Even applicants who no longer live in the UK can apply for settled status if they lived here for more than five continuous years in the past and, since the end of that five-year period, they have never been absent for more than five consecutive years.

Example

Zuzanna is a Polish national. She lived in the UK continuously between February 2006 and April 2013. She has since moved back to Poland. Since April 2013, she has been back to visit the UK twice: once in September 2016 and once in August 2019.

Zuzanna is eligible for settled status. She had a continuous period of residence of more than five years between February 2006 and April 2013; and, since April 2013, she has never been out of the UK for more than five consecutive years.

Zuzanna will need to submit evidence of these facts. In this case, it would be sufficient for her to show that she entered the UK in September 2016, as there were less than five years between April 2013 and September 2016, and less than five years between September 2016 and June 2021 (the last date she can apply for settled status).

In short, applicants who have had a five-year continuous period of residence in the UK in the past will not be affected by the kind of short absences discussed below. They would only be negatively affected by absences of more than five years.

Applicants who have lived in the UK for less than five years

The situation is different for applicants who have lived in the UK for less than five years. Again simplifying slightly: if they break the continuity of their residence after 31 December 2020, they are highly unlikely to ever be eligible for settled status. If they broke the continuity of their residence before that date, all may not be lost.

Applicants who break the continuity of their residence after 31 December 2020

Example

Let’s return to the example of Francois from above. Francois moved to the UK in September 2018 and was granted pre-settled status in January 2021, valid until January 2026.

In March 2021, Francois is made redundant and decides to take a career break. He leaves the UK and travels to Bali, where he stays until October 2021 (so seven months). He then returns to the UK, which his pre-settled status entitles him to do.

Francois will have lived in the UK for five years in September 2023 and thinks he can apply for settled status anytime between then and January 2026 (when his pre-settled status expires). However, the seven-month absence he has had between March 2021 and October 2021 will have broken the continuity of his residence.

At this point, you may be thinking “hang on, I was told I wouldn’t lose my pre-settled status unless I left the UK for more than two years?”. That’s correct, and explains why Francois was able to return to UK after his seven-month absence (in theory he could have left it another year and five months). The issue is the right to upgrade to settled status: Francois would keep his pre-settled status until it expires but never qualify for settled status. In January 2026, he would need to leave the UK or make an application to remain under the normal UK visa system.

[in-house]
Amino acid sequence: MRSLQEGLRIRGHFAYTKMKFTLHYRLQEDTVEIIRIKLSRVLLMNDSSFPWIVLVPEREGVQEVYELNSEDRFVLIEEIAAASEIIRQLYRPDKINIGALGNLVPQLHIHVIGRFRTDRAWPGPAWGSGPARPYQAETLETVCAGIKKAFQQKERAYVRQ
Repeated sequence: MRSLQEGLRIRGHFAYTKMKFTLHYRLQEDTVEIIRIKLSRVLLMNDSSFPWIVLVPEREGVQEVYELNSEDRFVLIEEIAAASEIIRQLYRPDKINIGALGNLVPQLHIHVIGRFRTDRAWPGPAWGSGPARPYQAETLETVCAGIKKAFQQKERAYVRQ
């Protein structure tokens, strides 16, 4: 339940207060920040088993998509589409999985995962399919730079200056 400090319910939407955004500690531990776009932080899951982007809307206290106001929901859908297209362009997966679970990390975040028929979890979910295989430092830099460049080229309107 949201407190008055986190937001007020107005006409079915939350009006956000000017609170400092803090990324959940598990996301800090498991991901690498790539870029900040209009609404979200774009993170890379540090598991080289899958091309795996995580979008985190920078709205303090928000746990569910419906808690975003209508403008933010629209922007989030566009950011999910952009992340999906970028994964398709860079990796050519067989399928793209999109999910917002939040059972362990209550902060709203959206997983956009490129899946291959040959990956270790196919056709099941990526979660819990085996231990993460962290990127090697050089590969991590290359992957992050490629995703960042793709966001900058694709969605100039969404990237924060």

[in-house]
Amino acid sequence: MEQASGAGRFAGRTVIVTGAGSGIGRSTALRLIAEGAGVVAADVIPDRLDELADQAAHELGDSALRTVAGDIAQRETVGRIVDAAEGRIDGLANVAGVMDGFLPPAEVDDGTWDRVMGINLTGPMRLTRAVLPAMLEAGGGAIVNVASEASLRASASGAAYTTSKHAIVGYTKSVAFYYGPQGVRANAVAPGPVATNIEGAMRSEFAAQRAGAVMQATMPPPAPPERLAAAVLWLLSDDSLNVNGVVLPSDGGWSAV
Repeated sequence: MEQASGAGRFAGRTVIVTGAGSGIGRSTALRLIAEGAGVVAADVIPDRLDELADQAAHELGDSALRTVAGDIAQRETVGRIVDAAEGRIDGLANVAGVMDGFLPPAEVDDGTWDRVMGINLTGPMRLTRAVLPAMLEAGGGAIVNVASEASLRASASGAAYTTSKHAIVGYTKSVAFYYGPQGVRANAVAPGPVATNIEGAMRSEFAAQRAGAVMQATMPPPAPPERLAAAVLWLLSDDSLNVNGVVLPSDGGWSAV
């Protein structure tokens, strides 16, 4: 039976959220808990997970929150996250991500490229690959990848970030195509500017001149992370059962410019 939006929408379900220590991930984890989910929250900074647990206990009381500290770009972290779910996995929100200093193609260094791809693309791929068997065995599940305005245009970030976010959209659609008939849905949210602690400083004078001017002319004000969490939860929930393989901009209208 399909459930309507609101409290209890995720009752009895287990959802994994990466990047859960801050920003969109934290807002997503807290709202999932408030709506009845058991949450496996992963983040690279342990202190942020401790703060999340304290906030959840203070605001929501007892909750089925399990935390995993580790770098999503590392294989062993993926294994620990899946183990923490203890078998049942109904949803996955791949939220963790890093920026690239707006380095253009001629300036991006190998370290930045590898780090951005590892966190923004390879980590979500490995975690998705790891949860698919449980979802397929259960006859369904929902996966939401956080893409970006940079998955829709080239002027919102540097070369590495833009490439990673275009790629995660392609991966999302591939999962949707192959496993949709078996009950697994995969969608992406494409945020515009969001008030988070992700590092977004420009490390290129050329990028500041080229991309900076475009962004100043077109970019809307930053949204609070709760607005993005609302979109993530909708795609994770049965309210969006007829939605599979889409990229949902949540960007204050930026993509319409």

So: anyone who wishes to reach settled status should ensure that they are not out of the UK for more than six months — rather than two years.

Applicants who break the continuity of their residence before 31 December 2020

Example

Marta is a Spanish national. She moved to the UK in September 2018. In February 2019, she applied for and was granted pre-settled status, valid until February 2024.

Marta then leaves the UK in January 2020, and only comes back in November 2020.

If Marta does nothing, she will be in a difficult position in February 2024, when her pre-settled status expires, because she broke her continuous qualifying residence in July 2020 once she was outside the UK for more than six months (like Francois above).

However, Marta could apply again for pre-settled status before February 2024. This is possible because she already had pre-settled status and moved back to the UK in November 2020, before the end of the transition period. The Home Office has confirmed that the normal 30 June deadline does not apply in this scenario. If Marta had instead returned after 31 December 2020, a second grant of pre-settled status would not be available to her.

So if Marta re-applies for pre-settled status in, say January 2024, and is granted another round of pre-settled status valid until January 2029, she would be eligible to apply for settled status any time between November 2025 (the five-year anniversary of her re-entry to the UK) and January 2029 (the expiry of her pre-settled status).